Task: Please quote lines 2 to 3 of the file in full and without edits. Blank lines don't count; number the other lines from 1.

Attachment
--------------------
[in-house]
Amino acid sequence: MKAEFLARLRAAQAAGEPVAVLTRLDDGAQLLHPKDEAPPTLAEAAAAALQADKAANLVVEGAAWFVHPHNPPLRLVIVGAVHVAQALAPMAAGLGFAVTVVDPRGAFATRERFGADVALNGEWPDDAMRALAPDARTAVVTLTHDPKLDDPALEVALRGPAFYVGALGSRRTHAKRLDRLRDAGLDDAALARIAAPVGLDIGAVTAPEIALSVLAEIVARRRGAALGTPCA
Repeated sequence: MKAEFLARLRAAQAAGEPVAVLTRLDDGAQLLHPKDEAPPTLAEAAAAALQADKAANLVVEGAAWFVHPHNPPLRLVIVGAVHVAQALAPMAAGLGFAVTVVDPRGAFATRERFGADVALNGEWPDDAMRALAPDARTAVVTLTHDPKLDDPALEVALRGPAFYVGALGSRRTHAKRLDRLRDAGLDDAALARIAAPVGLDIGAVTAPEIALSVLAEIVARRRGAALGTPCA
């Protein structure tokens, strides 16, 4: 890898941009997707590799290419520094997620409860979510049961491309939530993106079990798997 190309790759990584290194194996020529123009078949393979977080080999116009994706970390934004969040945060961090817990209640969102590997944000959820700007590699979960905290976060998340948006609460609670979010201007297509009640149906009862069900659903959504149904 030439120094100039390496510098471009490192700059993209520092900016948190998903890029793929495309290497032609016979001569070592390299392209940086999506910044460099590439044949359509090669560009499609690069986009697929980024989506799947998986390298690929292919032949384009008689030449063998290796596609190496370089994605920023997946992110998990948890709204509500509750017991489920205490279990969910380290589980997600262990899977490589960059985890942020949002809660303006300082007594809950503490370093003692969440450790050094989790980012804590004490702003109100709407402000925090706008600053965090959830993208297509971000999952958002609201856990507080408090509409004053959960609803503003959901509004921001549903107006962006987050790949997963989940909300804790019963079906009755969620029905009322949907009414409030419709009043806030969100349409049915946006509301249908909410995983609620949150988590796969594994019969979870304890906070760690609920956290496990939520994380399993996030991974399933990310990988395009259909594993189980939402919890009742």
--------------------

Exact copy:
Amino acid sequence: MKAEFLARLRAAQAAGEPVAVLTRLDDGAQLLHPKDEAPPTLAEAAAAALQADKAANLVVEGAAWFVHPHNPPLRLVIVGAVHVAQALAPMAAGLGFAVTVVDPRGAFATRERFGADVALNGEWPDDAMRALAPDARTAVVTLTHDPKLDDPALEVALRGPAFYVGALGSRRTHAKRLDRLRDAGLDDAALARIAAPVGLDIGAVTAPEIALSVLAEIVARRRGAALGTPCA
Repeated sequence: MKAEFLARLRAAQAAGEPVAVLTRLDDGAQLLHPKDEAPPTLAEAAAAALQADKAANLVVEGAAWFVHPHNPPLRLVIVGAVHVAQALAPMAAGLGFAVTVVDPRGAFATRERFGADVALNGEWPDDAMRALAPDARTAVVTLTHDPKLDDPALEVALRGPAFYVGALGSRRTHAKRLDRLRDAGLDDAALARIAAPVGLDIGAVTAPEIALSVLAEIVARRRGAALGTPCA